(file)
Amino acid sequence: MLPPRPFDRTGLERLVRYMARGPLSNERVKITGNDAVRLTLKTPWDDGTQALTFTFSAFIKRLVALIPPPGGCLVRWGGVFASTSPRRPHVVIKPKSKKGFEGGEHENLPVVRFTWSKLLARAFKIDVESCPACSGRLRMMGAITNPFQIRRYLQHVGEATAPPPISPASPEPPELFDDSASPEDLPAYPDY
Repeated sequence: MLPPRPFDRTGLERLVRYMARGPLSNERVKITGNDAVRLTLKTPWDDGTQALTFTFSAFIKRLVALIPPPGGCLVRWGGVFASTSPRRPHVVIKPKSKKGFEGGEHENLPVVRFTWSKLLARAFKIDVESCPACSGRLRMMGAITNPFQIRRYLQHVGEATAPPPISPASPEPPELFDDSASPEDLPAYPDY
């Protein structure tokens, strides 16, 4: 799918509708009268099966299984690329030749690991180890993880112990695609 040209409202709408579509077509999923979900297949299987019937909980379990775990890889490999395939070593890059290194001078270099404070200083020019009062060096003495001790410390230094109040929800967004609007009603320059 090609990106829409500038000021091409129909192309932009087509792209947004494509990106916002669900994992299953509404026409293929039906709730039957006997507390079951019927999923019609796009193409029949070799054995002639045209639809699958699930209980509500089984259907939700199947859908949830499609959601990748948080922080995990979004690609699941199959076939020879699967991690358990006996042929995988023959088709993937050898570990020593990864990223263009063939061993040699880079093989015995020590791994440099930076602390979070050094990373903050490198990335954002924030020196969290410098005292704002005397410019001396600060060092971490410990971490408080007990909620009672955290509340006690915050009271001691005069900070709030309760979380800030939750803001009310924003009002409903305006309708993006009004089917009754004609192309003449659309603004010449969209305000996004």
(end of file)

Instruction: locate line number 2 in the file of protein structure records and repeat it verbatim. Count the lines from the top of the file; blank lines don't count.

Repeated sequence: MLPPRPFDRTGLERLVRYMARGPLSNERVKITGNDAVRLTLKTPWDDGTQALTFTFSAFIKRLVALIPPPGGCLVRWGGVFASTSPRRPHVVIKPKSKKGFEGGEHENLPVVRFTWSKLLARAFKIDVESCPACSGRLRMMGAITNPFQIRRYLQHVGEATAPPPISPASPEPPELFDDSASPEDLPAYPDY